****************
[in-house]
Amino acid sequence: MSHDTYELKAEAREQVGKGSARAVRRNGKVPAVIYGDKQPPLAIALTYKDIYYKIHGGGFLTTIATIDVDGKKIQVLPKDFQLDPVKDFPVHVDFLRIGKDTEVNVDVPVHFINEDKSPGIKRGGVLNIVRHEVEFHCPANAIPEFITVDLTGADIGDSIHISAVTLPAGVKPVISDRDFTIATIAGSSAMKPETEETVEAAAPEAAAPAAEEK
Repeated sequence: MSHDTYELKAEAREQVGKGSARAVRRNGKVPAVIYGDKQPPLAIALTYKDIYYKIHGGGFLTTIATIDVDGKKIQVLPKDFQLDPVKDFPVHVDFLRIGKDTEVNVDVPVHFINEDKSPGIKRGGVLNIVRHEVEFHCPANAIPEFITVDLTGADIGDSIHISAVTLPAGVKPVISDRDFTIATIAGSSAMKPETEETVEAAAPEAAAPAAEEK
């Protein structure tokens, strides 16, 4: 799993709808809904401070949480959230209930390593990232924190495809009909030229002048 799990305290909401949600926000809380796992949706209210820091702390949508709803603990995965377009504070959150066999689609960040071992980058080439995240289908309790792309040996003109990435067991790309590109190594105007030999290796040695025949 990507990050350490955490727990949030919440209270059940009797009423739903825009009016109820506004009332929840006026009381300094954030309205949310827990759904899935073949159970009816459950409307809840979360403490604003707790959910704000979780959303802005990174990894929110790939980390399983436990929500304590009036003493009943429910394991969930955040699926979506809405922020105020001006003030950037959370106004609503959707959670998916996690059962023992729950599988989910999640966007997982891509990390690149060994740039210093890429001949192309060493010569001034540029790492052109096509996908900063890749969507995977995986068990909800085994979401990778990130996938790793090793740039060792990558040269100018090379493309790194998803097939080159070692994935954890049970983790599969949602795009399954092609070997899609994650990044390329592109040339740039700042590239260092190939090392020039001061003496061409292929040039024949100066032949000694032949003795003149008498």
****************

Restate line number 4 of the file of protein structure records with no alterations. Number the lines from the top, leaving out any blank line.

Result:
């Protein structure tokens, strides 16, 4: 799993709808809904401070949480959230209930390593990232924190495809009909030229002048 799990305290909401949600926000809380796992949706209210820091702390949508709803603990995965377009504070959150066999689609960040071992980058080439995240289908309790792309040996003109990435067991790309590109190594105007030999290796040695025949 990507990050350490955490727990949030919440209270059940009797009423739903825009009016109820506004009332929840006026009381300094954030309205949310827990759904899935073949159970009816459950409307809840979360403490604003707790959910704000979780959303802005990174990894929110790939980390399983436990929500304590009036003493009943429910394991969930955040699926979506809405922020105020001006003030950037959370106004609503959707959670998916996690059962023992729950599988989910999640966007997982891509990390690149060994740039210093890429001949192309060493010569001034540029790492052109096509996908900063890749969507995977995986068990909800085994979401990778990130996938790793090793740039060792990558040269100018090379493309790194998803097939080159070692994935954890049970983790599969949602795009399954092609070997899609994650990044390329592109040339740039700042590239260092190939090392020039001061003496061409292929040039024949100066032949000694032949003795003149008498």